"It's the day before Pentecost. Andrew, a pious Jewish father, has just had his child circumcised. He is happy because he now knows that little Simeon is a part of the covenant community – the visible church. The next day, he hears Peter preach and believes the Gospel. Now, according to Baptist thought, his child is no longer in the visible church. In for one day and out the next."

While there is no explicit example of a child being baptized in the New Testament (nor is there any example of children being excluded or forbidden from being baptized) there seems a clear parallel to circumcision, made even more clear by this scenario. Words are not optional "Preach the Gospel. If necessary rebuke anyone who says 'If necessary, use words.'" - RC Sproul Jr. When he’s good he’s very good! Tim Keller gets stuff wrong (he’s a theistic evolutionist) but when he also gets stuff right, he’s gets them really right, like this, from his November 7, 2014 Facebook status update: "When I am loving to my wife when I don't feel loving to my wife I am more loving to my wife than when I am loving to my wife when I feel loving to my wife." Actress understands the holiness of God's name Actress Melissa Joan Hart hasn't always had everything figured out, but she has gotten one thing right: she refuses to take God’s name in vain, no matter what the script might require. Hart gained fame in the 1990s playing a good witch, then starred in a horror film, and posed in lingerie for a men’s magazine, but these days pops up on social media for her work with World Vision. While promoting her film God’s Not Dead 2, she told TheBlaze.com’s Billy Hallowell:

You will not see me in a TV show ever saying, “Oh my God,” because I don’t take that word lightly...And that’s a very small example of how I’ve been able to influence my work a little bit. For me, it’s a big step today, because it’s written in every single script.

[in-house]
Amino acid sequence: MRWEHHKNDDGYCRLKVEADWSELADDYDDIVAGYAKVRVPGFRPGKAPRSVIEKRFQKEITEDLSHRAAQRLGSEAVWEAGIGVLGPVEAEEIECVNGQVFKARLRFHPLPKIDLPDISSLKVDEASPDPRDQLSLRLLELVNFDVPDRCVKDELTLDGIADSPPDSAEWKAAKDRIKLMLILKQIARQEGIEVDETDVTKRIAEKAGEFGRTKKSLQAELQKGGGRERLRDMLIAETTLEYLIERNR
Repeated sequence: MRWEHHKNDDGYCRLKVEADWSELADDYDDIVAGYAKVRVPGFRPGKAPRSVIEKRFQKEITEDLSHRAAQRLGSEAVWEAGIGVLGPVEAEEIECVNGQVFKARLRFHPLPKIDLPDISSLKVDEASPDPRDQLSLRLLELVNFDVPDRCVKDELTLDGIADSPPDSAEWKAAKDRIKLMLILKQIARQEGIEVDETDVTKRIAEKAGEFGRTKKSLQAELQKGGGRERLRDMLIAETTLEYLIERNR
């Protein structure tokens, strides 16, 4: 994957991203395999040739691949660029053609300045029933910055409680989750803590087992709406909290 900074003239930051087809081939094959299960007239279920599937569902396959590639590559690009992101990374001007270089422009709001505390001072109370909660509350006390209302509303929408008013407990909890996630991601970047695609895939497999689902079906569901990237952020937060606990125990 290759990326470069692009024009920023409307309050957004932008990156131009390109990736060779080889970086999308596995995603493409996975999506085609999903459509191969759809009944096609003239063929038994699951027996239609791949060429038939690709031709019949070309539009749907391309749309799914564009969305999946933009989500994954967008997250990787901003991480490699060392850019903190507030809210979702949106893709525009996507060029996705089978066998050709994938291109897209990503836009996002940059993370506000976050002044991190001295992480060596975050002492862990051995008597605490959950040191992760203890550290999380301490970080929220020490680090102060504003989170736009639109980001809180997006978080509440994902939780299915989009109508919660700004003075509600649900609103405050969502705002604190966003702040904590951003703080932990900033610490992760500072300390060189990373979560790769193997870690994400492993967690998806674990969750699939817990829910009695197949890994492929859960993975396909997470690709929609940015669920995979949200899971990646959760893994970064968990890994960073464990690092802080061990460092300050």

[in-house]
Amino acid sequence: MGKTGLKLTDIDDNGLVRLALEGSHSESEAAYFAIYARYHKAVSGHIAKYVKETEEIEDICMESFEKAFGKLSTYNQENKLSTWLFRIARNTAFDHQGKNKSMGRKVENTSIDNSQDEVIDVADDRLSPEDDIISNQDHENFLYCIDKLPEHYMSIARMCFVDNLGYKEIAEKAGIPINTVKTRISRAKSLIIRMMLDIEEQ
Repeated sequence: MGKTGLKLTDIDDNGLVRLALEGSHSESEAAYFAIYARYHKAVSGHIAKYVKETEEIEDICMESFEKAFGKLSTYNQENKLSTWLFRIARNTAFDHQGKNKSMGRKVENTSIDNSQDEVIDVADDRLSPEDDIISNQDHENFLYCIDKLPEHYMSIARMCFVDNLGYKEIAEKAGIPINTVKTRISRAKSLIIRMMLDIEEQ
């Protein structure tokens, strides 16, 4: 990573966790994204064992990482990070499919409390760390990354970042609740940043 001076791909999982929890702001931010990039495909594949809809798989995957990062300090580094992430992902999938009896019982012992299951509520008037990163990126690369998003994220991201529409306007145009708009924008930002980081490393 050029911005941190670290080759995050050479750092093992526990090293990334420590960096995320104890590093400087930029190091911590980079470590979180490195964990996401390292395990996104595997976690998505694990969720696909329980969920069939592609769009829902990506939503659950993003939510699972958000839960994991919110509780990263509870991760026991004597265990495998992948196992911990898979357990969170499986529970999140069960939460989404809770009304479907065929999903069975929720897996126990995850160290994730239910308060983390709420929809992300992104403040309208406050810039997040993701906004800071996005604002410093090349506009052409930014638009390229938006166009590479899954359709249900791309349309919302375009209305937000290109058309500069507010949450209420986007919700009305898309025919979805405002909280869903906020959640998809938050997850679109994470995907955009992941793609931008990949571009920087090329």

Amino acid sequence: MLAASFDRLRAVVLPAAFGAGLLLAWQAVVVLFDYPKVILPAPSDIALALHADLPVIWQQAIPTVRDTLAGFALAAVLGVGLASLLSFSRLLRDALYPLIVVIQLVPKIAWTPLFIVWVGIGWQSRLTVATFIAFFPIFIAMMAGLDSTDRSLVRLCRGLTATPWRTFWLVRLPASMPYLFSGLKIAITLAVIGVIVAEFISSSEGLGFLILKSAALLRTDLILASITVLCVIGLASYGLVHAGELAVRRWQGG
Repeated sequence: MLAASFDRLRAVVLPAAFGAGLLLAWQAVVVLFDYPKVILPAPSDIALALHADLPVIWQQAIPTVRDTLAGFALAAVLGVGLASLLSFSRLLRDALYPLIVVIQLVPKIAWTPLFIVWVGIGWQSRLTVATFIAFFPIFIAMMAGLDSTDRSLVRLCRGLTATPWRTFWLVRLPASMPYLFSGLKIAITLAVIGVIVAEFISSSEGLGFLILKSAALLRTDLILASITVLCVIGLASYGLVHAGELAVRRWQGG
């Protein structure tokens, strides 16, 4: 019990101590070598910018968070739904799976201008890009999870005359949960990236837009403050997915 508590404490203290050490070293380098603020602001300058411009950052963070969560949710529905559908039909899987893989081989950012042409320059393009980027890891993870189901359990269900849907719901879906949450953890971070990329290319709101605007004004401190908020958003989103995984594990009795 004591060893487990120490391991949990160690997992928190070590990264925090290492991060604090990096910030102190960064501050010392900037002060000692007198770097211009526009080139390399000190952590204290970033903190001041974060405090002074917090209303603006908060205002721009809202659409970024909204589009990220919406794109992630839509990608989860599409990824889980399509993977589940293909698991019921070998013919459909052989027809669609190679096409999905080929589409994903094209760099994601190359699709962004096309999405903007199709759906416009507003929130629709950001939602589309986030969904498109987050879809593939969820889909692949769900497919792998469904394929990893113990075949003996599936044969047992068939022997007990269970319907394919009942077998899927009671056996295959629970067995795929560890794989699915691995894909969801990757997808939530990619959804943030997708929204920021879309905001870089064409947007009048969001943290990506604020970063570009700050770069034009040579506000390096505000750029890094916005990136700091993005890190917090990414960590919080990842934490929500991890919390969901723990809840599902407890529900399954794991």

Economics, Movie Reviews

Wait till it's free

Documentary 2014 / 82 minutes Rating: 9/10 Why would Canadians be interested in watching a Scotsman take a look at the American healthcare system? Because this examination, of how capitalism and socialism impact healthcare costs, is very relevant for us too. The film’s director and producer, Colin Gunn, is Presbyterian and consequently a capitalist. If that seems an abrupt connection, then consider that we Reformed folks know that the heart of man is wicked. So we are well aware that if an economic system needs men to be angels, laboring for no personal benefit, then that is an unworkable economic system. So we know better than to be socialists. But for some reason, we don’t seem to think that holds true for healthcare. This comes out most strongly when Canadians, even the Reformed ones, start talking about healthcare with their American cousins. Then we seem to be quite proud of the socialistic nature of our healthcare system, which “costs us nothing, and is free for everyone.” But, of course, that isn’t really so. It certainly isn’t free – the costs are simply not seen, paid out in taxes, so that Canadians have very little idea of how much their healthcare really does cost. And that everyone is covered doesn’t distinguish it all that much from American healthcare, where everyone can get emergency care, and where more and more of the population is covered by the government-run Medicare. As Gunn points out, the American system is almost as socialistic as the Canadian. Gunn’s main argument is that a good dose of capitalism would be good for what ails the American system. His most telling observation was that in the American system no one knows what the costs will be beforehand. There is no public pricing chart, and so no way of comparing what one hospital might charge versus another. And without an awareness of how much things might costs, there is only a pretense of competition. You won't have innovation if you don't have competition so if we want to reform healthcare, this might be the first place we need to start: make all the prices public! I highly recommend this documentary – it is a brilliant argument by a Christian filmmaker who has perfected his craft. The content is superb: Gunn has assembled an impressive cast of experts from around the world to make his case. And the presentation is even better: there are fun little animated bits, and great narration, and a wonderful story arc – this is packaged up nicely, and tied up at the end with a bow. Who should see this? Anyone who thinks socialism is the answer to our healthcare needs. You can watch the trailer below, and watch the rent the full film by clicking on the "$4.95" link in the trailer below. The Wait Till It's Free YouTube site has a lot of extras that are also worth checking out.